25 Wellness Tips

We spoke to operators to get 25 tips from their successful health and wellness programs.

Feature celebrity chefs’ healthy recipes: Many peers have celebrity chefs come to campus and many schools offer recipes from home, so we wanted to look for a different twist on that. We wanted to engage our chefs, so we asked each chef in each operation to adopt a cookbook and throughout the school year they feature recipes from that book. It’s called Cooking by the Book. In the resident dining halls, every other week they do a full menu from the cookbook. In the past couple of years, I’ve asked them to look at chefs who have focused on healthier foods and vegan cooking. It’s fun for our chefs and gets some different types of healthy items into the menu mix.

—Tim Dietzler, director of dining services, Villanova University, Villanova, Pa. 

More From FoodService Director

Ideas and Innovation
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Ideas and Innovation
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We were inspired by a book titled “Influence” to start a sustainable cup program called My Cup. All 15,000 new students receive a reusable cup with their name on it, which they can use at the dining halls. Personalizing helps them invest in the program and actually use it.

Menu Development
quinoa bowl

In a time of growing health consciousness, it might not be enough anymore for food to be merely filling. According to Technomic’s 2016 Healthy Eating Consumer Trend Report , diners are looking for food with a function, such as those with high protein content, immunity-boosting properties, antioxidants, probiotics and more. The data suggests 63% of consumers see these foods as healthier than those without any specific nutritional function—and would be more likely to buy them.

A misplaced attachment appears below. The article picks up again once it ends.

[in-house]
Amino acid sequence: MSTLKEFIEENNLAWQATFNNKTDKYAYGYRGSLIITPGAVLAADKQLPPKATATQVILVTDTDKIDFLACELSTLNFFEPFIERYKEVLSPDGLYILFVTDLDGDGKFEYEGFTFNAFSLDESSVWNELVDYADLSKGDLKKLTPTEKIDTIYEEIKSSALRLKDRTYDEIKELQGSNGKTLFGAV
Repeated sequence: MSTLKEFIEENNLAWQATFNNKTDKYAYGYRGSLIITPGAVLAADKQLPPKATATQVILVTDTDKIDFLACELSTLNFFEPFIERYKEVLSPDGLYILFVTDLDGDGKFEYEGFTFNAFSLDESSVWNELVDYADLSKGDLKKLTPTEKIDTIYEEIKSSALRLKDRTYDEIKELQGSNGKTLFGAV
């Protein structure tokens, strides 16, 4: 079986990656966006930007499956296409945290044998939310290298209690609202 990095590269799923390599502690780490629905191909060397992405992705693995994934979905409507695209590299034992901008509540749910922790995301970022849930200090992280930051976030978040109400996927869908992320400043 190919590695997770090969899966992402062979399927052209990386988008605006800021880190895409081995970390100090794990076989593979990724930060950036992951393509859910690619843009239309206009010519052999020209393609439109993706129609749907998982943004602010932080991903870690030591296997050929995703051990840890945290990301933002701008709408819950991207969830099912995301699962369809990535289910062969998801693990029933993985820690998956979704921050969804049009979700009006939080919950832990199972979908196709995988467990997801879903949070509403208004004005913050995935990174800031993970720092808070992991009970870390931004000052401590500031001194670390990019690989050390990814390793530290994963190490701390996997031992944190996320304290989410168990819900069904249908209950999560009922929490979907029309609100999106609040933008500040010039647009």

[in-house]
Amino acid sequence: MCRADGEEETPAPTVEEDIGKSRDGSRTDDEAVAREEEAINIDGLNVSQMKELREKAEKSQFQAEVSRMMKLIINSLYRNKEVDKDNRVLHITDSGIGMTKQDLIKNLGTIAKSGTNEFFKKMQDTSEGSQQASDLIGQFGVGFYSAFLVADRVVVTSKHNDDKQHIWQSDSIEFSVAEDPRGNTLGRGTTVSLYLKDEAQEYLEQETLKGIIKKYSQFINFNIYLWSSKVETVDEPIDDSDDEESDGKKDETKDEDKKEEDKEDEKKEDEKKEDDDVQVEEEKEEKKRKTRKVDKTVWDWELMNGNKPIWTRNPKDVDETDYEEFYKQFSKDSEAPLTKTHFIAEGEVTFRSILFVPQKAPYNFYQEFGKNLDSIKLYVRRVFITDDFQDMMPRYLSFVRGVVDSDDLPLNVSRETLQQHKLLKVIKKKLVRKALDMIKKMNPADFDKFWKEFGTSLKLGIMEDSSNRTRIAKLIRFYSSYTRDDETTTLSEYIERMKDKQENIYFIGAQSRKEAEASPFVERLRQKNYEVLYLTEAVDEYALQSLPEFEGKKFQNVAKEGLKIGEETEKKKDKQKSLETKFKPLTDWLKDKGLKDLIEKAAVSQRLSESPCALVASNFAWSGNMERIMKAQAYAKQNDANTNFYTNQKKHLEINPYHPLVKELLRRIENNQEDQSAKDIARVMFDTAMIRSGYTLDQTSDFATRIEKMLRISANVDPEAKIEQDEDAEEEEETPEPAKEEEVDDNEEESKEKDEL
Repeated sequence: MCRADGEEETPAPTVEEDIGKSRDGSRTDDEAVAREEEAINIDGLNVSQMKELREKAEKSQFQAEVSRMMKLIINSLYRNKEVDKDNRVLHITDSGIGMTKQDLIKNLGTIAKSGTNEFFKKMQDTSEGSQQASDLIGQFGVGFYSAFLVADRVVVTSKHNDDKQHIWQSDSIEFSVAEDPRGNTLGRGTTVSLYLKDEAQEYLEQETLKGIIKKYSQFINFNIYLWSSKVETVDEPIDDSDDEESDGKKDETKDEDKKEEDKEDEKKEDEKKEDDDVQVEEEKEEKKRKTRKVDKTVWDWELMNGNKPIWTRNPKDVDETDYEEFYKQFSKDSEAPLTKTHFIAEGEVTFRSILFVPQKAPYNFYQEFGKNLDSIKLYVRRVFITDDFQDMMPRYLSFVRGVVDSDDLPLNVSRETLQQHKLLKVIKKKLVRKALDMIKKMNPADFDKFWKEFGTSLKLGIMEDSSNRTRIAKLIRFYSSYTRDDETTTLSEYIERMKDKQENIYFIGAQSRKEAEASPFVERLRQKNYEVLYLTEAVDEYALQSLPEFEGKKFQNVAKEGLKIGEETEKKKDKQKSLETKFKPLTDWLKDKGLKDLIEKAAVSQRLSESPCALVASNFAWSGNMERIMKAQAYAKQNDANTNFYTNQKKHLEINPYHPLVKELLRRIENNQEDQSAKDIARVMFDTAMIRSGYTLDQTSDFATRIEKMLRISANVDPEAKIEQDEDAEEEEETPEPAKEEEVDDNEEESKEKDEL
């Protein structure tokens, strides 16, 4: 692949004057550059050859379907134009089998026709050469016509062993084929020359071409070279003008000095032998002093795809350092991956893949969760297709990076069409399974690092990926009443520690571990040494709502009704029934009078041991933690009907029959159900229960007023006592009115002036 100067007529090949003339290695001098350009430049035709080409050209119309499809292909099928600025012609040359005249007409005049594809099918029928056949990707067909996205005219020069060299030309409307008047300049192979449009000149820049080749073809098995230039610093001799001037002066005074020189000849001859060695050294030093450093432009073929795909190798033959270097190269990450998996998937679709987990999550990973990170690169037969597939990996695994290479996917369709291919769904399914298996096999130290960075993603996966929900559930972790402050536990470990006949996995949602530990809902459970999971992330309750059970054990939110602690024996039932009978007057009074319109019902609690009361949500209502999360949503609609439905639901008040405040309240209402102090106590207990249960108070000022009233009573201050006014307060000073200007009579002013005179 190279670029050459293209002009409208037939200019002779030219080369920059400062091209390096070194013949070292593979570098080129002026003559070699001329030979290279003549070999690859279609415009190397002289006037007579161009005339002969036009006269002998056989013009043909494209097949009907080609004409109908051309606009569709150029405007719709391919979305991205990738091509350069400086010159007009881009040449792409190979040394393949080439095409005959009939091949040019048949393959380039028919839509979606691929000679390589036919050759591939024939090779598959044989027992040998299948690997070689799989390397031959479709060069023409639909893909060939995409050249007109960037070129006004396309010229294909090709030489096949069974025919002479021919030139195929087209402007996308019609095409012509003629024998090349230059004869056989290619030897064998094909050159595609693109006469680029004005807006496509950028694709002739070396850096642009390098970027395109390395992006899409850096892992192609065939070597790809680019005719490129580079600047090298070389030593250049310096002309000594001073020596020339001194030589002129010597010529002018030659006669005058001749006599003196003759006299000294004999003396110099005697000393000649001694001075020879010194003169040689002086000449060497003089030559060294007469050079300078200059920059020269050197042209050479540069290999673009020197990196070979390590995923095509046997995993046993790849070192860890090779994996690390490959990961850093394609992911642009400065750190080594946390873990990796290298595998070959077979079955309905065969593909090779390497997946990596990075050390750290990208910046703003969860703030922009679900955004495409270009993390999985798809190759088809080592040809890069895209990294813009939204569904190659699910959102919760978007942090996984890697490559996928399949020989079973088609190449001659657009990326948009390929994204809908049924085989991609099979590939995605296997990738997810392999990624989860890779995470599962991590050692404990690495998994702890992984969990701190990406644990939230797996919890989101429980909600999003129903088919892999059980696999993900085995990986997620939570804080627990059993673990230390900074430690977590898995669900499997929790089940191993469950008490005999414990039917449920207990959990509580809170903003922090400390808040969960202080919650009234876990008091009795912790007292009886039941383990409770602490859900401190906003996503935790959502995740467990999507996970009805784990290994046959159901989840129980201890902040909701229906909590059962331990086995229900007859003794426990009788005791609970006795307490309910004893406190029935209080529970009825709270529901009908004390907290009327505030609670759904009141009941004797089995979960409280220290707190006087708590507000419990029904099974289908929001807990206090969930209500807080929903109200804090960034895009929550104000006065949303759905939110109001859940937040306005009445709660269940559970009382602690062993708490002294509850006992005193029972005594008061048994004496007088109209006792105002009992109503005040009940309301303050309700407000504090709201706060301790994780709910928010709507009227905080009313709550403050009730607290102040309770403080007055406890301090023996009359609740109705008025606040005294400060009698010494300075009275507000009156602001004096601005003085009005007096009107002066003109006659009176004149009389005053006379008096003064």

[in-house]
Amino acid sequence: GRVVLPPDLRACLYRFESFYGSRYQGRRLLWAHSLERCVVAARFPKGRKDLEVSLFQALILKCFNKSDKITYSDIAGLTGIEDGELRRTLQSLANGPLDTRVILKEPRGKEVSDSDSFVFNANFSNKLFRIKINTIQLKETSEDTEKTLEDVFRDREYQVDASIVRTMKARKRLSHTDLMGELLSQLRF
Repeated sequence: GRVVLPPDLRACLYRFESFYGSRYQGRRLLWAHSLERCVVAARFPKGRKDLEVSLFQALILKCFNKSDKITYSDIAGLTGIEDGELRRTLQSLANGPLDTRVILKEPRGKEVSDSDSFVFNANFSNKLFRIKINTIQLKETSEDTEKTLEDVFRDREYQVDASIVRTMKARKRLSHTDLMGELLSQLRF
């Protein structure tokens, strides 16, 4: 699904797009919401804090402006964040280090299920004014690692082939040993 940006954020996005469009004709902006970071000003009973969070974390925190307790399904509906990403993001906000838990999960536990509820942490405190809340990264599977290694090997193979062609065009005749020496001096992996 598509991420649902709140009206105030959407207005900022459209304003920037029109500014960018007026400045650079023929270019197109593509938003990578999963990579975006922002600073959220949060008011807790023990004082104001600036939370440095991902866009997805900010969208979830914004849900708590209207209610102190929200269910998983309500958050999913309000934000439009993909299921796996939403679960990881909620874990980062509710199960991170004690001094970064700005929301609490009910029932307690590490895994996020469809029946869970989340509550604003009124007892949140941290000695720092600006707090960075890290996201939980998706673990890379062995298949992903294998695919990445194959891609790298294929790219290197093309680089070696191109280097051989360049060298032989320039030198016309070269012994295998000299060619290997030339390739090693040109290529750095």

But are those stated preferences translating on an operational level? There, the answer is less clear. Baby...

Ideas and Innovation
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We make people call and directly talk to their boss or supervisor if they are reporting an absence for a shift. While it is more cumbersome, it is a conscious decision. We have adapted and implemented electronic methods to obtain efficiencies in just about every other functional area, except for electronic absence reporting systems. The direct supervisor can put more pressure on an employee to show up—especially those with some form of the “Super Bowl plague”—than any electronic system can.

FSD Resources